Consey said he is finishing a feasibility study and selecting an architect for the projected new museum on the 10-acre, $10.5-million property, a gift from the Irvine Co. He hopes to hold the dedication for the site next summer.
As the sky darkened, guests moved inside to feast on salad with bay shrimp, veal with asparagus, and cheesecake with fresh strawberries. Bill Tole's 16-piece orchestra lit into Tommy Dorsey and Glenn Miller standards.
Between the entree and dessert, Newport Beach Mayor John C. Cox Jr. read a proclamation honoring the museum founders.
Other longtime Patrons and members of the evening's steering committee included Mrs. Harvey Somers, Mrs. Richard Steele, Mrs. Charles Ullman and Mrs. Robert Barnes.
The invitations may have included peel-and-stick masks--fashionable eye wear for upscale Lone Rangers--but the 550 guests who attended the South County Community Clinic Auxiliary's dinner-dance and auction had nothing to hide.
"Where's everybody's mask?" wondered Estrellita Berkowitz on Friday night, peering out from an outrageous feathered headdress she had bought for the occasion. Never mind that hers was the only formal mask in evidence. "I love to wear things like this," said Berkowitz, wife of Dr. Frederick Berkowitz, who donated $10,000 worth of cosmetic surgery to the auction.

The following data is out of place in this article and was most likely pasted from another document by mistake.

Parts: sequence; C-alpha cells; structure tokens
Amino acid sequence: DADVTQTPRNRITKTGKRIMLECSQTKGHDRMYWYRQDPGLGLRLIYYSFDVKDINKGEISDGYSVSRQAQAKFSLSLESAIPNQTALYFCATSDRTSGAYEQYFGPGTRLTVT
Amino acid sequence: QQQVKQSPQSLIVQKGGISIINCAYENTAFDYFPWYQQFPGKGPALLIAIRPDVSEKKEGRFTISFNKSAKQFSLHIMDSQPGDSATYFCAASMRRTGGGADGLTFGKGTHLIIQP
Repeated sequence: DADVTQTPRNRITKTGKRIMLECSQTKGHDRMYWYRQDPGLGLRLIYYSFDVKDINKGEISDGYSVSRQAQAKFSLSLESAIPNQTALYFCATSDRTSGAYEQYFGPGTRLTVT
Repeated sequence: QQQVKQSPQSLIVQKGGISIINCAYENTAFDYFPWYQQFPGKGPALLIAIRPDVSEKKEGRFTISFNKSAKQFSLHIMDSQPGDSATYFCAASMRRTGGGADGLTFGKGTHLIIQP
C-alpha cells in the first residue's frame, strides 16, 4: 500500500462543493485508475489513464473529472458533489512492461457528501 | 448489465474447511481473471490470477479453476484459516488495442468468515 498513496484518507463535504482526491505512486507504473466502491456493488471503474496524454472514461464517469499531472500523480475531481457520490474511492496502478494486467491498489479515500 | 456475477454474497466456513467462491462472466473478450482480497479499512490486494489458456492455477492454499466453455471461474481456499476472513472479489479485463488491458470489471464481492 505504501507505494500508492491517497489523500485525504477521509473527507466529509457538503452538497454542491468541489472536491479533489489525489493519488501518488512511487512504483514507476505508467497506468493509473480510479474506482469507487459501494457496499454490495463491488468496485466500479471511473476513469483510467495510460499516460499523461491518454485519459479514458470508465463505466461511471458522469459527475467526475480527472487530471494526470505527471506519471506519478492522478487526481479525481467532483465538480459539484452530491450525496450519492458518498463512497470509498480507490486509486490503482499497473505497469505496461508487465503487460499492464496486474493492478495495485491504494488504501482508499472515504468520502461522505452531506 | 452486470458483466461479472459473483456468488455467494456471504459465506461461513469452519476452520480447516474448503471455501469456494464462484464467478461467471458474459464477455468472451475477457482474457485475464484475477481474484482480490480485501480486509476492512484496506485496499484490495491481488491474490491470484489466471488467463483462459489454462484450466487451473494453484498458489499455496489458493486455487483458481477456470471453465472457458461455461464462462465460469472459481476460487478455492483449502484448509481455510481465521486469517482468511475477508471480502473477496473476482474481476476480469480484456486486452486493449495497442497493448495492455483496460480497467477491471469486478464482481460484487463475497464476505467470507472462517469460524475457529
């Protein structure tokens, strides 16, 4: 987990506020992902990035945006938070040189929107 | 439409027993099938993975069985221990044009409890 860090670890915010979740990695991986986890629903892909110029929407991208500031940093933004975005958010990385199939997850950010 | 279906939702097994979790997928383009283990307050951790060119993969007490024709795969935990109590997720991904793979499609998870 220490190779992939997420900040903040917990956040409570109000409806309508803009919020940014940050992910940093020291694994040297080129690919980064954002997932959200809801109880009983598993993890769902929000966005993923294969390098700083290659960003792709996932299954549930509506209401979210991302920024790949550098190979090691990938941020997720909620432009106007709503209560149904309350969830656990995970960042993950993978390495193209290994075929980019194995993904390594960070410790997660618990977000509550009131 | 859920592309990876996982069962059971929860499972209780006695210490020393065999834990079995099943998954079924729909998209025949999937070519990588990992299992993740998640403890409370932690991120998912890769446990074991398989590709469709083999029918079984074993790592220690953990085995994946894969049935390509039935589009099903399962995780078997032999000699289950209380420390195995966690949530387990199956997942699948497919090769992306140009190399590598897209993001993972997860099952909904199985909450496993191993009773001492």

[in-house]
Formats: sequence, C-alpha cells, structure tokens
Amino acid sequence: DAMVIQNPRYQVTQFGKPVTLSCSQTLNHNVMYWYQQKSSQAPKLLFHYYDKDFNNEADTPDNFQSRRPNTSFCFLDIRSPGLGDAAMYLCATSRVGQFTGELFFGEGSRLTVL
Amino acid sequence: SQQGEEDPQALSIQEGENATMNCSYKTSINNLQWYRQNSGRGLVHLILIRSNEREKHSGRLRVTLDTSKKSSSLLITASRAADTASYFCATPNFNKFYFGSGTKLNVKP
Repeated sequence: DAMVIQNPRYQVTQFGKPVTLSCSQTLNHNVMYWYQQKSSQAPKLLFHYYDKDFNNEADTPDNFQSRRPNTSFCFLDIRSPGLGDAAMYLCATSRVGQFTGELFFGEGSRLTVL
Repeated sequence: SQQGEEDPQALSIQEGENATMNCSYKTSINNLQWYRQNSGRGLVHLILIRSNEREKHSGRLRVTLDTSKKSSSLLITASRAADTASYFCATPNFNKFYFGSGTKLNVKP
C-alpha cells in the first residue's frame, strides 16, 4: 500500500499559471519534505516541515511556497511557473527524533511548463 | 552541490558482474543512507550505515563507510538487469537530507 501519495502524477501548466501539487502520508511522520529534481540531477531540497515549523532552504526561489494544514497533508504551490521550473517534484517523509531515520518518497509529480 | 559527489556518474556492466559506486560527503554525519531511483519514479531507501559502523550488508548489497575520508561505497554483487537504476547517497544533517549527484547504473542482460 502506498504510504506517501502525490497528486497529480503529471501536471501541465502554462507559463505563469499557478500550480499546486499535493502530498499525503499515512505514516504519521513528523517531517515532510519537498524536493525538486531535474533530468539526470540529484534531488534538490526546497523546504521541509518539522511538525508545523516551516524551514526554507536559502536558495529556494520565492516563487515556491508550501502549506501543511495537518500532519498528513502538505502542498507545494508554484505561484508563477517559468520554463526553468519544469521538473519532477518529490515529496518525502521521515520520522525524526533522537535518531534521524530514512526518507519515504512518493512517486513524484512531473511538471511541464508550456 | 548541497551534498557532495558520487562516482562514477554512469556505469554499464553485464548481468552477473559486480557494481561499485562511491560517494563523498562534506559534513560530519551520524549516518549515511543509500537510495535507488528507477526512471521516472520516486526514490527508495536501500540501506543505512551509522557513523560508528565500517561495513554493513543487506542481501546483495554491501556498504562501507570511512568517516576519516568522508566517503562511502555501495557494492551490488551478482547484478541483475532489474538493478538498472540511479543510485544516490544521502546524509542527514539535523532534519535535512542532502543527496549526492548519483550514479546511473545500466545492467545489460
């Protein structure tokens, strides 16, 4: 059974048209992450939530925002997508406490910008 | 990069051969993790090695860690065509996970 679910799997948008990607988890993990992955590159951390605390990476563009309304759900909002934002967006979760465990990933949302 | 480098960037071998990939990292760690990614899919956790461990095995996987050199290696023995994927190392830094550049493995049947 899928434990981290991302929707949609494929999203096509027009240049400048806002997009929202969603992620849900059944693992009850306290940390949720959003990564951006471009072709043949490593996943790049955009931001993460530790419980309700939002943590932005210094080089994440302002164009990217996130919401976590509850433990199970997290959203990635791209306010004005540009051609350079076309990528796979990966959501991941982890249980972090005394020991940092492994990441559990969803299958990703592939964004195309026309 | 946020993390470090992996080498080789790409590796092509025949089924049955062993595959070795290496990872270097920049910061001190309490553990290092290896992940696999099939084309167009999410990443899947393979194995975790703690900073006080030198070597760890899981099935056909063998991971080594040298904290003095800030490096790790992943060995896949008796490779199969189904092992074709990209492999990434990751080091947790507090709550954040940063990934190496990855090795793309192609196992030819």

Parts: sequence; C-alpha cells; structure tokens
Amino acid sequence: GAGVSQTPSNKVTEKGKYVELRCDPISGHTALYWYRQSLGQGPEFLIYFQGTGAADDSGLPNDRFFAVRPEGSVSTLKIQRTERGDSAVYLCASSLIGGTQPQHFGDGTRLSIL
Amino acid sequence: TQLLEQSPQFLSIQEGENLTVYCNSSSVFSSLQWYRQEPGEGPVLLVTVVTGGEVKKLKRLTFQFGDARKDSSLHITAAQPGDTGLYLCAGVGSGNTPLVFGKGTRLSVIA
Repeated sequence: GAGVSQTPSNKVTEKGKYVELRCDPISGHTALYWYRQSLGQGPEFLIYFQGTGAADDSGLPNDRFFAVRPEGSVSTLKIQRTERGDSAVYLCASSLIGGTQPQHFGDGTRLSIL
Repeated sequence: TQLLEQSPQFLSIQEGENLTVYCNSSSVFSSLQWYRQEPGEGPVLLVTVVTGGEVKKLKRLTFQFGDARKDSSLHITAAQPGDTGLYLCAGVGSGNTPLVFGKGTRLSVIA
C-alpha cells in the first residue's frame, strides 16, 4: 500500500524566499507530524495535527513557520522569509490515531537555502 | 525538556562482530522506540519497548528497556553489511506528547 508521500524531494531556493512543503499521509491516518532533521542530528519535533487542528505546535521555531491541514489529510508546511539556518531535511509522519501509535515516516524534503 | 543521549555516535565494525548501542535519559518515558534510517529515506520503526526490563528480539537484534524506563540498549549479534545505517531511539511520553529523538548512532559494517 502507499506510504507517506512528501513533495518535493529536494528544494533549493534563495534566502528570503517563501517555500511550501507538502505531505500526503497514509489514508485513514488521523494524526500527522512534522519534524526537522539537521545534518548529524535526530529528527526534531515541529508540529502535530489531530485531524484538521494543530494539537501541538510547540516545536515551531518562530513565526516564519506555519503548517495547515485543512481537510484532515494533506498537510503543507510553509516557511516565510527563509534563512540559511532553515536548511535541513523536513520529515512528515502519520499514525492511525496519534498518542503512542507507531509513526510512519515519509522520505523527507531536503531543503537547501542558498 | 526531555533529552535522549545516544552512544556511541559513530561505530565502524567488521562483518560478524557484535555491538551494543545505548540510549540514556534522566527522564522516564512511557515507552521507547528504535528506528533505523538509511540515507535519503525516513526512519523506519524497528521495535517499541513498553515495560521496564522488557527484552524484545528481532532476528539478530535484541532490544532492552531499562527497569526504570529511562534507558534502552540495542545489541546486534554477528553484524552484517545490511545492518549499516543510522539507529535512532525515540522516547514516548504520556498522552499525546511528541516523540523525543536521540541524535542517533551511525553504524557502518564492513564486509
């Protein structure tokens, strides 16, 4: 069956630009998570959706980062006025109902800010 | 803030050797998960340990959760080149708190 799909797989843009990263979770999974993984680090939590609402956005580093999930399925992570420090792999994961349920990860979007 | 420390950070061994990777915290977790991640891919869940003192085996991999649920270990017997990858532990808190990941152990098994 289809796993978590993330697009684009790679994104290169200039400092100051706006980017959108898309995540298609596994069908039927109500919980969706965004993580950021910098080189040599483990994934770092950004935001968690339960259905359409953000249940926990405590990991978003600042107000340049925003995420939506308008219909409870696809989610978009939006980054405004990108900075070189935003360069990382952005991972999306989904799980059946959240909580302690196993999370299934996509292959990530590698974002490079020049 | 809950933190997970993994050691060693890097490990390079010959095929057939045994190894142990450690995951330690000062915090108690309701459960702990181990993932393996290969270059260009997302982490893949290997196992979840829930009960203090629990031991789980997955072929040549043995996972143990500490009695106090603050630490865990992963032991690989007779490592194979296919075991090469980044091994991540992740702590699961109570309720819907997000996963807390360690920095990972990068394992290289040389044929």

Expenses for the $100-per-person fund-raiser at Hotel Meridien in Newport Beach were underwritten by private and corporate donations, allowing the event's estimated $112,000 proceeds to go directly to the clinic. "It takes money to make money," said the auxiliary's president, Gaye Birtcher, of the successful underwriting campaign. Birtcher is the wife of Arthur Birtcher, chairman of the clinic's board.
Browsed at Tables
Amid decorations of red roses and white carnations, guests browsed at auction tables, scribbling bids for dozens of items ranging from a golf game at the Links in Monarch Beach to a shiny beige "Kohler elongated water closet."
"I want this toilet!" said Lyle Vik as he queued up to bid. Vik got his wish--and a diamond bracelet for his wife, Barbara.
In the Deauville Ballroom, auxiliary member Martha Gresham and her husband, Richard, set the tone for the night by taking a solo turn on the dance floor as the seafood pastry appetizer plates were cleared (with salad, filet mignon and passion fruit custard still to come). After that, there was no keeping dancers in their seats until the music gave way to a live auction. "Isn't this fantastic?" said auxiliary member Dolores Frost, who, with friend and fellow member Dody Biebelberg organized fund-raisers for the clinic for three years, beginning when it was established in 1982. "Those first three years, it was just Dody and me out there trying to shake, rattle and roll donations out of the community. We were going door to door, begging for $20, $30. . . ."
The extra zeros on this year's donation cards put a smile on the face of Dick Ruiz, director of the clinic's fiscal and developmental affairs.
"It's a terrible commentary that we have people in need in the south county," said Ruiz, noting that while the San Juan Capistrano clinic is in the black--and looking for a larger location--annual operating costs have hit the quarter-million mark. An estimated 6,000 south county residents are expected to use the health-care, psychological, social and food services provided by the clinic this year.